What you need to know:
- Mr Byarugaba said corruption allegations against him were baseless.
Mr Richard Byarugaba made a brief appearance on Thursday before MPs investigating the goings on at the National Social Security Fund (NSSF) and said he was the victim of a witch-hunt.
Mr Byarugaba ran the Fund for a decade until last December. Although the NSSF board recommended him for reappointment, he remains out in the cold after Labour minister Betty Amongi accused him of corruption and mismanagement.
“I call myself a victim. I know the honourable minister and the Fund have tried to portray me as a villain and to be quite frank, I am a victim and I feel really bad,” Mr Byarugaba told MPs.
He added: “I tried to be very strong with this thing but on Saturday, there was a [radio talk show] where a one Richard Matua, who I believe came to this committee and made horrible allegations. I broke down and cried for the first time because I felt that why am I being subjected to this [yet] I have done a very good job?”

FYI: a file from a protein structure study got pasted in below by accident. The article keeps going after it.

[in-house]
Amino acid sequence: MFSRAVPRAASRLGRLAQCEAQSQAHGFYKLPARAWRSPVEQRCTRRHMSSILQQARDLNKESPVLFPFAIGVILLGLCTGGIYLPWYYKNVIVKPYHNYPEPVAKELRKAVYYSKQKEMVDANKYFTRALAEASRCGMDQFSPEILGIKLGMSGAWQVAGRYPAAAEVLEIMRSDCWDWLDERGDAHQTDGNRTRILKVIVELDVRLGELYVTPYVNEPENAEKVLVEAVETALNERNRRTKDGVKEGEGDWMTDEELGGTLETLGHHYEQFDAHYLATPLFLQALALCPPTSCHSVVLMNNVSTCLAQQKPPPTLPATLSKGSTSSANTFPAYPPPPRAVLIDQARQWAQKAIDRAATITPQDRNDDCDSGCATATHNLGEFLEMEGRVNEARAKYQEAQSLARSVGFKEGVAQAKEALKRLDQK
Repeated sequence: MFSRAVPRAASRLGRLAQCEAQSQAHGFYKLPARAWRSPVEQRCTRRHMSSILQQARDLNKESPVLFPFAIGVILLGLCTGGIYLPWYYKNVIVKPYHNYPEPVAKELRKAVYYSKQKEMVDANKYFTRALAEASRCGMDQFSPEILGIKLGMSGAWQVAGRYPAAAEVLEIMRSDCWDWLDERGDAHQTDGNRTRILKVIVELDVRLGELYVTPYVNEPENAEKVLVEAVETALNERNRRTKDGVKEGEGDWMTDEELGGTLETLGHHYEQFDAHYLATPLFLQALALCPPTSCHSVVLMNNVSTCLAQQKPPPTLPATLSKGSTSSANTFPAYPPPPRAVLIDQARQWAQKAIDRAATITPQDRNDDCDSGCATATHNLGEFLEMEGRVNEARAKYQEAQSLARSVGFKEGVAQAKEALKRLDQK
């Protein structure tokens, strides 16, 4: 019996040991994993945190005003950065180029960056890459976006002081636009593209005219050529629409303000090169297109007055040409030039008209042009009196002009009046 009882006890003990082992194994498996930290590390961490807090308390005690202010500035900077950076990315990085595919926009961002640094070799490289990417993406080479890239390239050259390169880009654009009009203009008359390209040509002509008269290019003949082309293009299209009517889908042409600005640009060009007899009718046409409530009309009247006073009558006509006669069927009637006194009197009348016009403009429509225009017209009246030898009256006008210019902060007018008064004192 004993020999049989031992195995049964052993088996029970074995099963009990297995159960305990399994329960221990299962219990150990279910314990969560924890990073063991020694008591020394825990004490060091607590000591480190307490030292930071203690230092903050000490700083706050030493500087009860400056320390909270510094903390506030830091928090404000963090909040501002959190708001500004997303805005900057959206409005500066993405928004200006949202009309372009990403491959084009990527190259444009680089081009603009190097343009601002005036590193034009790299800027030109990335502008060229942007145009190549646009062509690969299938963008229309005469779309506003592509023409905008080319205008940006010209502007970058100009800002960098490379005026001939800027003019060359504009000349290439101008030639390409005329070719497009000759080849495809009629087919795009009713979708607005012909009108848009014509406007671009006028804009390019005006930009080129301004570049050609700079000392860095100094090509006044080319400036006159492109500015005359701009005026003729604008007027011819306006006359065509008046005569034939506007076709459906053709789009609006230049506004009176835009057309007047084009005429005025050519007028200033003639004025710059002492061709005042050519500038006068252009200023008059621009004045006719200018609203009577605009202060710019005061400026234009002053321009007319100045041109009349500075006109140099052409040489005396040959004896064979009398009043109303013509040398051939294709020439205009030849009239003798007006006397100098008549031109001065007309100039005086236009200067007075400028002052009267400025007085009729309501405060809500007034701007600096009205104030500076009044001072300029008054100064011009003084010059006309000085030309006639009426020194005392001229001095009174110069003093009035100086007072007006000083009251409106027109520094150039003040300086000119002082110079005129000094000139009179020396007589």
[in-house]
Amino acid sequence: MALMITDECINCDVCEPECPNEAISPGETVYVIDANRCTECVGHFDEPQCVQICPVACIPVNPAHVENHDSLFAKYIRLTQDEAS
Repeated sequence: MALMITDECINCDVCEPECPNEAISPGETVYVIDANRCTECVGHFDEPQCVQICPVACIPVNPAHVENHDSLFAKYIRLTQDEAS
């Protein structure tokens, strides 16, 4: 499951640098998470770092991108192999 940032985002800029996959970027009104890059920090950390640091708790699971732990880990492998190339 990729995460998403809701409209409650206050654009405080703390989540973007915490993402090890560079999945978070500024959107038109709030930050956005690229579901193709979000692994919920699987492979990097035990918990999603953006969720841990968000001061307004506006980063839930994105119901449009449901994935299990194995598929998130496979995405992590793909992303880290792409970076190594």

Mr Byarugaba said corruption allegations against him were baseless.
“I really feel awful because a lot of the allegations that touch on me personally like corruption, there is no evidence to show these allegations. How wild can this be that I received five percent of the contract value on Pension Towers and I wired the money through a bank in Mauritius and in Barclays?” he wondered.
“The IGG, who is meant to investigate this, has not even been in touch with me,” he added.
Ms Amongi wrote to the NSSF board and directed it to write to the IGG to cause an investigation into Mr Byarugaba.
Mr Byarugaba told MPs that there was no evidence to support the allegations.
He met MPs just before 6pm yesterday, causing an adjournment to today.